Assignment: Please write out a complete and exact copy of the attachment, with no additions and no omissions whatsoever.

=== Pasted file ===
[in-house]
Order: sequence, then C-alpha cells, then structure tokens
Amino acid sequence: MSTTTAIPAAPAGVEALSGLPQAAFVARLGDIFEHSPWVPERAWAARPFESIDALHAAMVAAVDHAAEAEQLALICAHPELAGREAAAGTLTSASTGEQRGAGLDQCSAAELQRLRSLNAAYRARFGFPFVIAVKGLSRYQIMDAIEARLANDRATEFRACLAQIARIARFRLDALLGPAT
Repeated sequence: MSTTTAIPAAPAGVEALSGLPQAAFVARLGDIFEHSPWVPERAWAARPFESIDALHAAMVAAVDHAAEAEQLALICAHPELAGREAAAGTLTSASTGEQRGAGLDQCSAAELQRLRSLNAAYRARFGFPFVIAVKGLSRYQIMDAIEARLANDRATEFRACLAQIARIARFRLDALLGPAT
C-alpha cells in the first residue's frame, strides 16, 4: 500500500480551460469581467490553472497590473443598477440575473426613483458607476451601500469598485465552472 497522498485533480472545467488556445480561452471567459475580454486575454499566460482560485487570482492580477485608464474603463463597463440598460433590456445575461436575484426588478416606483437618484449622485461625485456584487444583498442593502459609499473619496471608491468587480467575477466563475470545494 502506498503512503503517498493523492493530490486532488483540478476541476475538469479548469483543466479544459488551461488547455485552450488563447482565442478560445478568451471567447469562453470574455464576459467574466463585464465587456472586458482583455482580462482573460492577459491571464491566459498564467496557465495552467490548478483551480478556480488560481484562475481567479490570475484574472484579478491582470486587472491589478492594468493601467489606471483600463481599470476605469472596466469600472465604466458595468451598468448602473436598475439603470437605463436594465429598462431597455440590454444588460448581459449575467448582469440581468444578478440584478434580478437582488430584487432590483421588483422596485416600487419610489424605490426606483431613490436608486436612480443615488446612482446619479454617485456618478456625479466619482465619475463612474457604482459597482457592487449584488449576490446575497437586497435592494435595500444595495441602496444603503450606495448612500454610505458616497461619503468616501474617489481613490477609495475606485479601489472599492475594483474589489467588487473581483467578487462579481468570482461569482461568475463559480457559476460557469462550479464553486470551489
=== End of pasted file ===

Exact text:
[in-house]
Order: sequence, then C-alpha cells, then structure tokens
Amino acid sequence: MSTTTAIPAAPAGVEALSGLPQAAFVARLGDIFEHSPWVPERAWAARPFESIDALHAAMVAAVDHAAEAEQLALICAHPELAGREAAAGTLTSASTGEQRGAGLDQCSAAELQRLRSLNAAYRARFGFPFVIAVKGLSRYQIMDAIEARLANDRATEFRACLAQIARIARFRLDALLGPAT
Repeated sequence: MSTTTAIPAAPAGVEALSGLPQAAFVARLGDIFEHSPWVPERAWAARPFESIDALHAAMVAAVDHAAEAEQLALICAHPELAGREAAAGTLTSASTGEQRGAGLDQCSAAELQRLRSLNAAYRARFGFPFVIAVKGLSRYQIMDAIEARLANDRATEFRACLAQIARIARFRLDALLGPAT
C-alpha cells in the first residue's frame, strides 16, 4: 500500500480551460469581467490553472497590473443598477440575473426613483458607476451601500469598485465552472 497522498485533480472545467488556445480561452471567459475580454486575454499566460482560485487570482492580477485608464474603463463597463440598460433590456445575461436575484426588478416606483437618484449622485461625485456584487444583498442593502459609499473619496471608491468587480467575477466563475470545494 502506498503512503503517498493523492493530490486532488483540478476541476475538469479548469483543466479544459488551461488547455485552450488563447482565442478560445478568451471567447469562453470574455464576459467574466463585464465587456472586458482583455482580462482573460492577459491571464491566459498564467496557465495552467490548478483551480478556480488560481484562475481567479490570475484574472484579478491582470486587472491589478492594468493601467489606471483600463481599470476605469472596466469600472465604466458595468451598468448602473436598475439603470437605463436594465429598462431597455440590454444588460448581459449575467448582469440581468444578478440584478434580478437582488430584487432590483421588483422596485416600487419610489424605490426606483431613490436608486436612480443615488446612482446619479454617485456618478456625479466619482465619475463612474457604482459597482457592487449584488449576490446575497437586497435592494435595500444595495441602496444603503450606495448612500454610505458616497461619503468616501474617489481613490477609495475606485479601489472599492475594483474589489467588487473581483467578487462579481468570482461569482461568475463559480457559476460557469462550479464553486470551489